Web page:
This 2020 Candidate Wants To Know Why No One Asks Women To Pledge To Pick A Man As VP

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A comment the former governor of Colorado made during a CNN town hall on Wednesday didn't go over so well. When asked whether he would choose a woman for a running mate if he receives the Democratic nomination for president, John Hickenlooper suggested female 2020 candidates should be asked about adding men to their tickets.

"Some of your male competitors have vowed to put a woman on the ticket. Yes or no: Would you do the same?" CNN correspondent Dana Bash asked Hickenlooper.

"Of course," Hickenlooper responded, before quickly pivoting. "Well, I'll ask you another question — how come we're not asking, more often, the women, 'Would you be willing to put a man on the ticket?'" CNN reports that "audible groans" could be heard in the room. Bash replied that she would ask such a question "when we get to that point."

The former governor's comment was criticized by many as being out of touch. Despite the fact that most of the Democratic candidates currently believed to be leading the field are white men, many Democratic women have made it clear that they would like to see a woman in the White House next. A poll from Rasmussen Reports last month found that most Americans believe the 2020 Democratic presidential nominee will either be a woman or a person of color.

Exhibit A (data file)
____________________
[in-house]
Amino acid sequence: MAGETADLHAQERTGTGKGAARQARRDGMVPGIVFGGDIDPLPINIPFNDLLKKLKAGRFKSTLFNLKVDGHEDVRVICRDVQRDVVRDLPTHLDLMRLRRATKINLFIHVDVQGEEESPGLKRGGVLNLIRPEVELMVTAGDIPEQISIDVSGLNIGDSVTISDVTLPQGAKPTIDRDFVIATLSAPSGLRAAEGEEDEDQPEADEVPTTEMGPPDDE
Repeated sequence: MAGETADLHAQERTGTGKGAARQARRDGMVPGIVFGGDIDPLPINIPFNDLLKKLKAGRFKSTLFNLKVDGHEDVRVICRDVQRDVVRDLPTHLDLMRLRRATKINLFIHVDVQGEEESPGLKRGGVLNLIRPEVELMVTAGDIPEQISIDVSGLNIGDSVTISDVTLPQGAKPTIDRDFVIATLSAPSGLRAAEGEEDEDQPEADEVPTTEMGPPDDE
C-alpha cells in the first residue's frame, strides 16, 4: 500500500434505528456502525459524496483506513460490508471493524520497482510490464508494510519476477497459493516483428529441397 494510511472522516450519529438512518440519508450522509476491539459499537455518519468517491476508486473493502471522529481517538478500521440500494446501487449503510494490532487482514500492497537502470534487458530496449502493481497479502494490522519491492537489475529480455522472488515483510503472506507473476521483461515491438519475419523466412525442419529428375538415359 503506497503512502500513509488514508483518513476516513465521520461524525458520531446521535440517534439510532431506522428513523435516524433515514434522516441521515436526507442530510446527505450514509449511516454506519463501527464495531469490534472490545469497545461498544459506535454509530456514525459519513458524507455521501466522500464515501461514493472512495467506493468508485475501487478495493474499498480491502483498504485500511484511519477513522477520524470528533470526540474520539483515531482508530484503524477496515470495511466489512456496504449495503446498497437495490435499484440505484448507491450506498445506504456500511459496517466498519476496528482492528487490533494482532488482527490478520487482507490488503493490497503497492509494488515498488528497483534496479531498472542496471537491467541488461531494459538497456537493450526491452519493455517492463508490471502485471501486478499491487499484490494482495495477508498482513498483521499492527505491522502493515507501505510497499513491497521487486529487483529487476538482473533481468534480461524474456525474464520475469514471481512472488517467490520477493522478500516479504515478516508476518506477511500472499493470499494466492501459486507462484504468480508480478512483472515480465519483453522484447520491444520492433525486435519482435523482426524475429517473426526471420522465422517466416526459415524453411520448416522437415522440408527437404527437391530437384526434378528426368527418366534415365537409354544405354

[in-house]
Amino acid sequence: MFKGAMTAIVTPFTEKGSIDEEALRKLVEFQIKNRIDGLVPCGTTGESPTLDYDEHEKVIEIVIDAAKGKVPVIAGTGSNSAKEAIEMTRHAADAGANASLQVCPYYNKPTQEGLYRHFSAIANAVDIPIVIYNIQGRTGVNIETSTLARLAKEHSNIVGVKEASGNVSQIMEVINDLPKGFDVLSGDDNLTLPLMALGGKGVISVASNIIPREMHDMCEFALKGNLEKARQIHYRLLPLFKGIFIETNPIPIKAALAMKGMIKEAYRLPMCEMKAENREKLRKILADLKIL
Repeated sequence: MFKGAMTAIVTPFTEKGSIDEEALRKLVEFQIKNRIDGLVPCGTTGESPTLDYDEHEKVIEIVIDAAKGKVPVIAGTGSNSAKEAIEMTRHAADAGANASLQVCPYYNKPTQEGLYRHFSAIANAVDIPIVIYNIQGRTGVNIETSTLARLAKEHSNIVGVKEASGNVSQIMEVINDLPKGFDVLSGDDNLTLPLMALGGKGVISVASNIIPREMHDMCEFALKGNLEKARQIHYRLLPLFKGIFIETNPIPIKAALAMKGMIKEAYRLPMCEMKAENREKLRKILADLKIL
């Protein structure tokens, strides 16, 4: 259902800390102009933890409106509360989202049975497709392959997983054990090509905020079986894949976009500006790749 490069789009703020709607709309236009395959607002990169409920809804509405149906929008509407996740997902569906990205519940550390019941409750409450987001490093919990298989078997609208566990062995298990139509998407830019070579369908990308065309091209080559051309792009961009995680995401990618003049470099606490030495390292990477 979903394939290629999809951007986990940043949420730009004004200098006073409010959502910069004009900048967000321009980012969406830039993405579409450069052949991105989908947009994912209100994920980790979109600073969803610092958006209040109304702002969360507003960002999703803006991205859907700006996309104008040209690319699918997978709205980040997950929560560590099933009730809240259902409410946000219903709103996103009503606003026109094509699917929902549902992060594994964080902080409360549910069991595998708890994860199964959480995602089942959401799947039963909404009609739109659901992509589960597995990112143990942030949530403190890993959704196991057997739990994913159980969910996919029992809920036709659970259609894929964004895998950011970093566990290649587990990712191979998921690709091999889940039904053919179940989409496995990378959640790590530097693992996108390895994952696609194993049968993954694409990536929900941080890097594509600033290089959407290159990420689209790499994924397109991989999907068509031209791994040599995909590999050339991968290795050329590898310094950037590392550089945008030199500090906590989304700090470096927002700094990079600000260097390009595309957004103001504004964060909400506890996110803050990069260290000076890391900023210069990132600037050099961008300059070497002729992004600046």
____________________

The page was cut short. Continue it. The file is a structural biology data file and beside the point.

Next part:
CNN reported that Hickenlooper defended his remark after the event, and Bash told the network on Thursday that the former governor's comment "obviously didn't come out the way he intended."

"Standing there with him, I got what he was trying to say," Bash said. "He was trying to sound woke. He was trying to make it sound like, 'Yes, he's a white guy running for president, but there are all these really phenomenal women also running.' But it didn't actually come out that way."

The former governor's spokesperson argued the same on Wednesday, tweeting that he had been "making the point that the media too often discounts the chances of women winning the nomination themselves."

Hickenlooper entered the presidential race earlier this month and is marketing himself as an experienced candidate who would be able to work across the aisle. In the months before his announcement — when he was expected to join the field — he faced questions about how his gender and race would affect his candidacy.

CNN's Alisyn Camerota asked him in December, "As a white guy, are you trying to calculate whether or not this is the right time for you?" Hickenlooper replied, "Well, this is the time it's worked out."

Overall, Hickenlooper is supportive of prominent women-centric issues. He is in favor of abortion rights and Planned Parenthood, and he has expressed support for the #MeToo movement.

Hickenlooper stepped down as Colorado's governor in January after serving in the position for eight years (term limits prevented him from running again). Several women ran to replace him, including his lieutenant governor, which led to some speculation that the state would get its first female governor. Instead, Jared Polis won the election, becoming the country's first openly gay governor.